Now that we have seen how to prepare cash flow statement for investing cash flows, let us examine how to prepare cash flow statement for financing cash flows.
Financing cash flows result from changes made to a firm’s capital structure. Financing cash flows are cash flows between a firm and its capital providers. Suppliers of a firm’s capital are either creditors or shareholders. Therefore financing cash flows are a summation of the following two measures;
Net cash flows from creditors = New debt issued – principal of existing debt repaid
(Note that interest paid on debt is not deducted here as it included under operating cash flows under GAAP)
Net cash flows from shareholders = new equity issued – shares bought back – cash dividends paid
The total cash flow for a period is the summation of operating cash flow, investing cash flow and financing cash flow and should equal the difference in the opening and closing cash balance on the balance sheet. For solved examples of calculations under the direct method refer to the Schweser CFA study notes and CFA Institute books.
(Click here to see an example of the direct method of presentation of the cash flow statement)
How to prepare cash flow statement: Indirect Method
As already mentioned before, operating cash flows are presented differently under the indirect method. So let us now see how to prepare cash flow statement under the indirect method.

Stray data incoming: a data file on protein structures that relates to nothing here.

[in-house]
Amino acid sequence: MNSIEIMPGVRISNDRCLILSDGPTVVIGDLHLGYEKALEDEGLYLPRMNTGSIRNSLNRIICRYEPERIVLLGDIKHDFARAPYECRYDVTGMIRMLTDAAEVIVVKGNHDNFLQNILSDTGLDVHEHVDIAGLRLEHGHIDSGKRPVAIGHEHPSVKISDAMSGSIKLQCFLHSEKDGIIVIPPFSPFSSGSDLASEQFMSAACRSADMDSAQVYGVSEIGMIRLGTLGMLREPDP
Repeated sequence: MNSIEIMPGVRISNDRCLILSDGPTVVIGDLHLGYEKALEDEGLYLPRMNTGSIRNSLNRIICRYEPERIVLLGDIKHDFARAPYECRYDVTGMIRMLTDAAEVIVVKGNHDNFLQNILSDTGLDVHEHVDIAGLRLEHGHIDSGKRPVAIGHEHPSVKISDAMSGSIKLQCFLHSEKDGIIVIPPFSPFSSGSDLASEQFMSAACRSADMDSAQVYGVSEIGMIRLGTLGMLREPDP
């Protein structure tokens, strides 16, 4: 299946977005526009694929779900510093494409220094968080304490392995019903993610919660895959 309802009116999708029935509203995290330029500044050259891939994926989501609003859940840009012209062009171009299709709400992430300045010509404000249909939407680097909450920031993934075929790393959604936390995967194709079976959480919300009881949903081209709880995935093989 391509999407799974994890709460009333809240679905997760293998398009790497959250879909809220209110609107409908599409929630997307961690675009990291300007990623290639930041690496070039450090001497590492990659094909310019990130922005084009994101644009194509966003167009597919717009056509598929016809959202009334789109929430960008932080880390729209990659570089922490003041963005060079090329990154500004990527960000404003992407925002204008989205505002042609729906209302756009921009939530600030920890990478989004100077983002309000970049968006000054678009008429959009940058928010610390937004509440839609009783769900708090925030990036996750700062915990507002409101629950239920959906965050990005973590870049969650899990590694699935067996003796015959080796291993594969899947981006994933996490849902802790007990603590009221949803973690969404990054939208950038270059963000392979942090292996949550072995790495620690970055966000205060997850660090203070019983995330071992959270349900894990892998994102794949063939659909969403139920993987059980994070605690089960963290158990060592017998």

For preparation of cash flow statement under the indirect method, we begin by recording the net income from the income statement and make adjustments to it for non cash transactions and non operating items to arrive at the net operating cash flow.
Non operating and non cash income is deducted from the Net Income and non operating and non cash expenses (such as depreciation and amortization) are added back to the Net Income to arrive at the net operating cash flow in the accounting period. Removing the effect of the non cash and non operating items from the Net Income leaves you with only the net operating cash flows in the period.
Net income is also adjusted for changes in balance sheet accounts. For example, if sales revenue exceeded cash collections during the period, it means sales made on credit were more and therefore account receivables increased during the period, thus reducing the cash balance. Therefore, increase in accounts receivable need to be deducted from net income.
Similarly, if cash payments during the year were less than purchases made, it means purchases made on credit were more during the year and led to an increase in accounts payable thus increasing the cash balance. Increase in accounts payable needs to be added to the net income.
(Click here to see an example of the indirect method of presenting the cash flow statement)
That’s all in this post folks…hope you liked reading it and wont forget to share….in the next post we move on to common size cash flow statement…tune in again then…bye
For solved examples please refer to the CFA Institute books or CFA study notes. The problems can be easily solved using the CFA institute approved financial calculators. Please refer to the CFA exam policy and CFA calculator guide.